The coronavirus has already killed more than two million people around the world . But it is not enough to count the dead. It should also be noted how soon they are gone. A study now estimates that more than 20.5 million years of life have been lost. The work uses the difference between life expectancy and the official death data to arrive at that figure. It also highlights that although the covid has especially punished the elderly, this is not the same throughout the world. And, compared to other universal conditions, there has been nothing like it in recent times:
20,507,518 years of life lost due to SARS-CoV-2. It is the calculation that a group of researchers have obtained when analyzing the total number of deaths in 81 countries (almost 1.3 million) and taking into account the life expectancy in each state. The figure is a still photo taken with data on January 6 of this year, so now it will be higher.
“We have the death toll. But if we want a serious evaluation of the impact of the pandemic, we have to take into account other variables such as years of life lost ”, says Héctor Pifarré i Arolas, researcher at the Center for Research in Economics and Health at Pompeu Fabra University (CRES -UPF) and co-author of the study. On average, each deceased has died 16 years earlier than they would have been.
In Spain, half a million years of life would have been lost
Pifarré i Arolas immediately contributes another element of the investigation, published in Scientific Reports . "It tends to say that those who die from covid were not very healthy, since they usually suffer from comorbidities." And also that it is primed with the old ones. So their life expectancy would not be much longer without the intervention of the coronavirus. However, the researchers, including scientists from the University of Oxford and Germany's Max Planck Institute for Demographic Research (MPIDR), compared the years lost to the virus with those subtracted from accidents. traffic, coronary heart disease or the flu.
The total number of years lost due to premature death caused by COVID is between a quarter and a half greater than those due to heart problems. The interval is due to the variation of the data for each country. In the case of deaths from traffic accidents, the coronavirus exceeds its impact between 2 and 8 times. But the most dramatic comparison is with the flu. Here, there are places where 9 times more years have been lost to the coronavirus than in the worst year of influenza in the last two decades. "By comparing our data with that of influenza and coronary heart disease, we sought to put their true impact in context." Both also affect people with poorer health more.
New scientists join the strategy of spacing the doses to immunize more people
The work confirms that the coronavirus has hit the elderly harder, but only half. A quarter of the years of life lost were among those who were over 75 years old. But another 44.9% corresponded to people between 74 and 55 years old. If the cut is put below that year, the figure is still significant: from the 54 is concentrated a third of the time that will no longer be lived.
Covid is not so much a disease of the old as "a disease of the fragile" Héctor Pifarré i Arolas, Center for Research in Economics and Health of the Pompeu Fabra University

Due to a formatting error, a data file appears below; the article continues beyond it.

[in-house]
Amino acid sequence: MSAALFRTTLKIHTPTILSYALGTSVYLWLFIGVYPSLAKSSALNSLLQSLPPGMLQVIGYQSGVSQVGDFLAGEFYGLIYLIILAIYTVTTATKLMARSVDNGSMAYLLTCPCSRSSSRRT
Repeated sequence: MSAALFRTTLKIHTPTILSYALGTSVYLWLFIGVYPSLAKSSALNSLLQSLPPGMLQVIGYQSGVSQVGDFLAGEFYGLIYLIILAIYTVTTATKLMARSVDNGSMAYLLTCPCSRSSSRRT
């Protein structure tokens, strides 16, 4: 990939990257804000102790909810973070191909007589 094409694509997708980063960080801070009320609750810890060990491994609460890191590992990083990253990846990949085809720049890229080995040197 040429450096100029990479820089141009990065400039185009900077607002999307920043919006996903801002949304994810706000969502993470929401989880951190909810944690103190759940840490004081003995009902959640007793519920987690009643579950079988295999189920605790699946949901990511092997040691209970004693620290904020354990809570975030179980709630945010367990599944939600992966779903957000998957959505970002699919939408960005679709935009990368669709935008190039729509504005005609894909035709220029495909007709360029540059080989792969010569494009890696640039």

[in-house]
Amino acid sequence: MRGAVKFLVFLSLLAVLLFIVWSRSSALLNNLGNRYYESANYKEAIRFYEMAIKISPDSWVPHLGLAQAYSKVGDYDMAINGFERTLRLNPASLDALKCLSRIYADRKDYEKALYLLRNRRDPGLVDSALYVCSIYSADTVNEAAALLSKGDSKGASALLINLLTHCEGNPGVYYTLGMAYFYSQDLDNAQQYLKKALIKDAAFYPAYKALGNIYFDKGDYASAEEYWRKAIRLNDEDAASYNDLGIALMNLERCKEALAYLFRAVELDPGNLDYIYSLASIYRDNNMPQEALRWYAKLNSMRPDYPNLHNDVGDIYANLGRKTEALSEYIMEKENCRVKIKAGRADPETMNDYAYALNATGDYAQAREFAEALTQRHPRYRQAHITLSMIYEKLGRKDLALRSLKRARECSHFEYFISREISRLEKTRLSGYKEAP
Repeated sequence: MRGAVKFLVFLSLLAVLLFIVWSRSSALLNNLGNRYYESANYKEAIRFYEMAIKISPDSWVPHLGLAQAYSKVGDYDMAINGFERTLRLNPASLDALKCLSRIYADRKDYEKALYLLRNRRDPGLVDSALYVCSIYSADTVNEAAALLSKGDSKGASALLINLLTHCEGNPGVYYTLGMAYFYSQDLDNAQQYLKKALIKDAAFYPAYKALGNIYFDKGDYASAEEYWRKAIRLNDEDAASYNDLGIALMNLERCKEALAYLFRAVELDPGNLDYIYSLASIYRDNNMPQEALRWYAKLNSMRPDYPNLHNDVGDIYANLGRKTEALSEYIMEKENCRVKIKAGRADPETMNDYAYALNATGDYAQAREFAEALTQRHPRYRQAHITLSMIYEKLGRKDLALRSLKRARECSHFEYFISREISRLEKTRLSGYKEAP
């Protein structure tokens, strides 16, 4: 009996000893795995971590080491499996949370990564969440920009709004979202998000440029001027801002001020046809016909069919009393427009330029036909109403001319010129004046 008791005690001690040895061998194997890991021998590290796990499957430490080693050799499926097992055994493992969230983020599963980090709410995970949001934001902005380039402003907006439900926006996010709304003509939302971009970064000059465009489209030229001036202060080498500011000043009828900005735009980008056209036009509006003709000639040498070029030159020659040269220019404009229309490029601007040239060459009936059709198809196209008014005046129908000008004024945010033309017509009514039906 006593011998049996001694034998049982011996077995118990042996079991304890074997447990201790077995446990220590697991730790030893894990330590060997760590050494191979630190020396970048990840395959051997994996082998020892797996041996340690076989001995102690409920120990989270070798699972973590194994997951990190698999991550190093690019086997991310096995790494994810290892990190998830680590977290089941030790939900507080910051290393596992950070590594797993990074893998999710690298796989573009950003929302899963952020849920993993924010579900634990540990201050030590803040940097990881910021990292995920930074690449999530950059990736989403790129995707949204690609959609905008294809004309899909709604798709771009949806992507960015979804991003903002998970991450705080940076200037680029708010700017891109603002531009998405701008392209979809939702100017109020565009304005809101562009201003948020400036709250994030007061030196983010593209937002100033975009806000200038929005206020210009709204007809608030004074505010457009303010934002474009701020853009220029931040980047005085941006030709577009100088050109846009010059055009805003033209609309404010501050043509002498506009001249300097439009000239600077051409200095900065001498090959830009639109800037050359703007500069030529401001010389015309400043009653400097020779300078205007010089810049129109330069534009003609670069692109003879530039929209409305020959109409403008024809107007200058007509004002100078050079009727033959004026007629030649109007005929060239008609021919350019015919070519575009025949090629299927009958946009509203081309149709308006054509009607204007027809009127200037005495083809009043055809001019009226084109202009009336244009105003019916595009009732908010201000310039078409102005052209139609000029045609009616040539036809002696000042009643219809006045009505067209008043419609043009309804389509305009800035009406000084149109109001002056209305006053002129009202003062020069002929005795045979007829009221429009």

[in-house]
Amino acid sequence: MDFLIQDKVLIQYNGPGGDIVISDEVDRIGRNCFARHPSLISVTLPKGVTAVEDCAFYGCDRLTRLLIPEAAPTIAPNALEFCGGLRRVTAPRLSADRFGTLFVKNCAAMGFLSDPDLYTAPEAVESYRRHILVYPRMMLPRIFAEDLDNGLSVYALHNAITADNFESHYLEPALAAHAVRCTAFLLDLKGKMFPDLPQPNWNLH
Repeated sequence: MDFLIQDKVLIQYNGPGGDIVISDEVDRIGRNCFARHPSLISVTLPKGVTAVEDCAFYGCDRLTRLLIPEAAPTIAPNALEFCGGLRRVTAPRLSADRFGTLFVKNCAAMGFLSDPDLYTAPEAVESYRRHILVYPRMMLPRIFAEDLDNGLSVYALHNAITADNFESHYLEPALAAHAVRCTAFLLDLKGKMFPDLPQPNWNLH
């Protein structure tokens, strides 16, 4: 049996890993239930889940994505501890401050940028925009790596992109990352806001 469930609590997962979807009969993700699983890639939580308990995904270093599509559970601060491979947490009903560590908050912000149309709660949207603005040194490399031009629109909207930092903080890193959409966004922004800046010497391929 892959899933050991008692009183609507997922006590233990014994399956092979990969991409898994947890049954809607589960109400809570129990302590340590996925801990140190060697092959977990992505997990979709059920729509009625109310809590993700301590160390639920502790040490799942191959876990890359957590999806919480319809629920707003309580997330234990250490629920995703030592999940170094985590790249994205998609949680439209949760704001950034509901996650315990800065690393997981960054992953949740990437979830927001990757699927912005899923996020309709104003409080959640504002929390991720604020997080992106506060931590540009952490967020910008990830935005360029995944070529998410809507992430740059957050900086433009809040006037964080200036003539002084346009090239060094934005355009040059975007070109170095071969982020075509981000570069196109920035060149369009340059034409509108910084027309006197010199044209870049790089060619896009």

But it is that when comparing by country, the one of the elderly is further qualified. While in places like Australia, Switzerland or Denmark, annuities have hardly been lost among the youngest, in Nepal, Kenya or Togo it is those under 55 who lose the most. And there are a dozen countries on this last list. For example, if the average number of years lost due to death is 16 years, in Peru it rises to 20.2. To the fact that the life expectancy of the elderly is lower in many less developed countries, Pifarré i Arolas adds that “the young population bears a greater burden of disease”. So covid is not so much a disease of the old as “a disease of the fragile”.
The MPIDR researcher Enrique Acosta recalls that in many developing countries they are still in a phase of the epidemiological transition in which infectious diseases are a great drag on life expectancy. "But they have not finished leaving this phase and are already entering that of chronic diseases", details the co-author of the study. For example, diabetes, a recognized risk factor in covid “has a higher prevalence in many African countries than in other more advanced ones”, adds Acosta.
As for Spain, as of January 4, 2021 and with 50,899 deaths computed, the total years of life lost was more than half a million: 572,567. The average life lost for each deceased was 11.4 years.
Both Spanish and global data must be taken in context. In addition to being provisional, there are underlying issues that relativize them, such as the excess number of deaths during the pandemic compared to other years. In addition, they only include information from 81 countries of a pandemic still in full swing and, as the authors emphasize, which has not been allowed to move and has been fought with force.
Acosta clarifies that the millions of years of life lost They must be overrated. "The average life expectancy in a country is greater than that of many of those infected who ended up dying, due to their previous comorbidities," he recalls. But it also recognizes that the uncertainty about the actual number of deaths from covid introduces another bias, this time downwards.
You can write to firstname.lastname@example.org or follow MATERIA at Facebook , Twitter , Instagram or subscribe here to our Newsletter .